3

After listening to advice from @Carel, I warmed the tyres up for 20 minutes, a lot more than I would have envisaged, and I finally got consistent results being able to calibrate more than once. After a bit of slackening, I managed to calibrate to the centre of the green zone. I can't wait to re-do the whole process after my training tyre arrives! A quick ...


3

You should be able to fit it as the tire width is wider then the rim width BUT you should check if the tire will fit in your frame.


2

I am reasonably assured the larger tire will fit. As has been stated here before, bicycle tire width sizes aren't an exact standard. Maker A's tire size 2.0 inch may in fact be larger than Maker B's 2.1. The best information comes from user reviews about a specific model. Just to be sure look at your current tire. Does it barely fit between the frame stays? ...


2

All you need to know the wheel rim diameter, tire width, valve type and valve length. Google translate to English of what's written on you tire is: Tire front Brand: Kenda Type: K-193 Size: 28 inches Tire width: 28 mm 28 inches refers to the wheel diameter. This means a rim with a rim tire bead seat diameter of 622mm, also known as 700c (and 29 inches ...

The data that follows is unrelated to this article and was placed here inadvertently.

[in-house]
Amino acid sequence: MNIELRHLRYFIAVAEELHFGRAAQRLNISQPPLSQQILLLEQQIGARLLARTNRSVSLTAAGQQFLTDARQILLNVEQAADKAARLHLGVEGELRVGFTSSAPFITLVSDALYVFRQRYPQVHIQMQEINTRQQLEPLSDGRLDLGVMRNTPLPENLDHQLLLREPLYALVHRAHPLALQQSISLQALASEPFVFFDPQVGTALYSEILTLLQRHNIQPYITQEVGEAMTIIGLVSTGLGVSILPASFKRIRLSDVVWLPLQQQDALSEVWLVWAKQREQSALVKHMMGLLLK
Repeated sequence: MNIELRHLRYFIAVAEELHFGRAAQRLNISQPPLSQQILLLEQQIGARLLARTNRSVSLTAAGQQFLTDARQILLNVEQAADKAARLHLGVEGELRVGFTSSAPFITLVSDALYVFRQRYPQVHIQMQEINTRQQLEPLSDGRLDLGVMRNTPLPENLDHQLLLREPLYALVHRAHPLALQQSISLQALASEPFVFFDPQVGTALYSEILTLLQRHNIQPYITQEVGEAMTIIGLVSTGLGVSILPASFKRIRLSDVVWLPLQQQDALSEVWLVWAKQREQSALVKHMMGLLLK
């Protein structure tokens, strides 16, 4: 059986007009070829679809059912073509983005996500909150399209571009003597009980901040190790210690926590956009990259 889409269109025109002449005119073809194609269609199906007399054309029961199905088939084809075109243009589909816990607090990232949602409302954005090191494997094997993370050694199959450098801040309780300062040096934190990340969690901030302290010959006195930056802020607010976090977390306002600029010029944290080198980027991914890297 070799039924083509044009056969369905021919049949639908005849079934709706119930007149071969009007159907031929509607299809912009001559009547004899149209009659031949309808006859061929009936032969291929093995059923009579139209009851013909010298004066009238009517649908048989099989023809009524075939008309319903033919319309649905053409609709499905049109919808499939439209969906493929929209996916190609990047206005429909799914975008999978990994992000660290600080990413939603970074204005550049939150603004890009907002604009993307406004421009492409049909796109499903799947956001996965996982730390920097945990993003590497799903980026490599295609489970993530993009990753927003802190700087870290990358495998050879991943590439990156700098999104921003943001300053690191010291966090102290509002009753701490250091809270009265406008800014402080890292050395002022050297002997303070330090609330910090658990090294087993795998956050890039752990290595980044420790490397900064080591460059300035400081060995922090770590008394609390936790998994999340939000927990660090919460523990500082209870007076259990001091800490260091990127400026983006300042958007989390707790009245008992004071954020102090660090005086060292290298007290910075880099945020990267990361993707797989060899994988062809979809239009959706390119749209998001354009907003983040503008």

2

Generally you want your guard to be wider than your tyre, to catch water that gets slung at an angle. The problem is finding if the guards will fit between your seat stays, under your rim brakes (if you have them) and still stand off your tyre's tread, while leaving enough room for stones/grit/mud to pass through. A wider guard will keep you drier, but ...


2

After looking at your pictures, reading the description of the roads you ride on and looking at the comments here are my suggestions: Riding Style Change your riding style based on the surface you are riding on. For normal cycling on surfaces with good traction a rider will lean into a turn. When the surface you are riding on is less than optimal you need ...


2

Visualize the extremes, i.e. a rim that was "obviously" too narrow for a 2.1". Say 10mm internal. As you get narrower, the handling gets floppier, particularly in aggressive riding. The lie of the contemporary charts is they make this effect look binary where in fact it is progressive. Mountain bikes started out with fairly rational rim to ...


2